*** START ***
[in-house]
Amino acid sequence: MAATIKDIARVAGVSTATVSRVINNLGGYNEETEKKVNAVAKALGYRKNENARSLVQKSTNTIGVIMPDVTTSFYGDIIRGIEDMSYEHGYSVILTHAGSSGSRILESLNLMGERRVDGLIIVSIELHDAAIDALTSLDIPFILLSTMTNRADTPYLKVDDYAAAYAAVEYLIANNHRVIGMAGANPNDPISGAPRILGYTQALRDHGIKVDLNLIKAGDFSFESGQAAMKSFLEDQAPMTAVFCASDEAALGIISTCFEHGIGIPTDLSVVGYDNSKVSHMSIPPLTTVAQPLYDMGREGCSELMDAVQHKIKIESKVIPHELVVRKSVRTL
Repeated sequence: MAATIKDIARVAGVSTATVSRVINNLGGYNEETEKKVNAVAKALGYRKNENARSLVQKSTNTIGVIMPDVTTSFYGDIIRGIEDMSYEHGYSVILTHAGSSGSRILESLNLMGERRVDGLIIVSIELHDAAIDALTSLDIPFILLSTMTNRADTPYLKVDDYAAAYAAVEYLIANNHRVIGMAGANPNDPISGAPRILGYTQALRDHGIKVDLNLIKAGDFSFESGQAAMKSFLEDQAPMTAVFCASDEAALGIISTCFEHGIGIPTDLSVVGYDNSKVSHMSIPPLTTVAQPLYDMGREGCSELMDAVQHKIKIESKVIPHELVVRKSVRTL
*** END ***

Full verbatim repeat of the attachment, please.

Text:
[in-house]
Amino acid sequence: MAATIKDIARVAGVSTATVSRVINNLGGYNEETEKKVNAVAKALGYRKNENARSLVQKSTNTIGVIMPDVTTSFYGDIIRGIEDMSYEHGYSVILTHAGSSGSRILESLNLMGERRVDGLIIVSIELHDAAIDALTSLDIPFILLSTMTNRADTPYLKVDDYAAAYAAVEYLIANNHRVIGMAGANPNDPISGAPRILGYTQALRDHGIKVDLNLIKAGDFSFESGQAAMKSFLEDQAPMTAVFCASDEAALGIISTCFEHGIGIPTDLSVVGYDNSKVSHMSIPPLTTVAQPLYDMGREGCSELMDAVQHKIKIESKVIPHELVVRKSVRTL
Repeated sequence: MAATIKDIARVAGVSTATVSRVINNLGGYNEETEKKVNAVAKALGYRKNENARSLVQKSTNTIGVIMPDVTTSFYGDIIRGIEDMSYEHGYSVILTHAGSSGSRILESLNLMGERRVDGLIIVSIELHDAAIDALTSLDIPFILLSTMTNRADTPYLKVDDYAAAYAAVEYLIANNHRVIGMAGANPNDPISGAPRILGYTQALRDHGIKVDLNLIKAGDFSFESGQAAMKSFLEDQAPMTAVFCASDEAALGIISTCFEHGIGIPTDLSVVGYDNSKVSHMSIPPLTTVAQPLYDMGREGCSELMDAVQHKIKIESKVIPHELVVRKSVRTL